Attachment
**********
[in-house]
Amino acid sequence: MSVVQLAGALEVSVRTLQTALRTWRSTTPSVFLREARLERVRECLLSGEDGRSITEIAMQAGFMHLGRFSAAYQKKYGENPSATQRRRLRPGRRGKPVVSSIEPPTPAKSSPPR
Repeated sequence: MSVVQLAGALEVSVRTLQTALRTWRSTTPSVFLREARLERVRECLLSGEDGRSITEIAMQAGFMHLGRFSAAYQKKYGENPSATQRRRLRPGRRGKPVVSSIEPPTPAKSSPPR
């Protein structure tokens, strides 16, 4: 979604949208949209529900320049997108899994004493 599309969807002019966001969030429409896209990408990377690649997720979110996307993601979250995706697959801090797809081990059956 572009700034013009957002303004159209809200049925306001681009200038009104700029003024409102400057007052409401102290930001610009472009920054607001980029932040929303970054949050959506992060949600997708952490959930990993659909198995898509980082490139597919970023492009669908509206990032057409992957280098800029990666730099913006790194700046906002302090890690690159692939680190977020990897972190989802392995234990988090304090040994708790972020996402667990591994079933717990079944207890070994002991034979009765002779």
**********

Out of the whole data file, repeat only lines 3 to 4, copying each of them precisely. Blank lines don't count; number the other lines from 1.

Repeated sequence: MSVVQLAGALEVSVRTLQTALRTWRSTTPSVFLREARLERVRECLLSGEDGRSITEIAMQAGFMHLGRFSAAYQKKYGENPSATQRRRLRPGRRGKPVVSSIEPPTPAKSSPPR
């Protein structure tokens, strides 16, 4: 979604949208949209529900320049997108899994004493 599309969807002019966001969030429409896209990408990377690649997720979110996307993601979250995706697959801090797809081990059956 572009700034013009957002303004159209809200049925306001681009200038009104700029003024409102400057007052409401102290930001610009472009920054607001980029932040929303970054949050959506992060949600997708952490959930990993659909198995898509980082490139597919970023492009669908509206990032057409992957280098800029990666730099913006790194700046906002302090890690690159692939680190977020990897972190989802392995234990988090304090040994708790972020996402667990591994079933717990079944207890070994002991034979009765002779």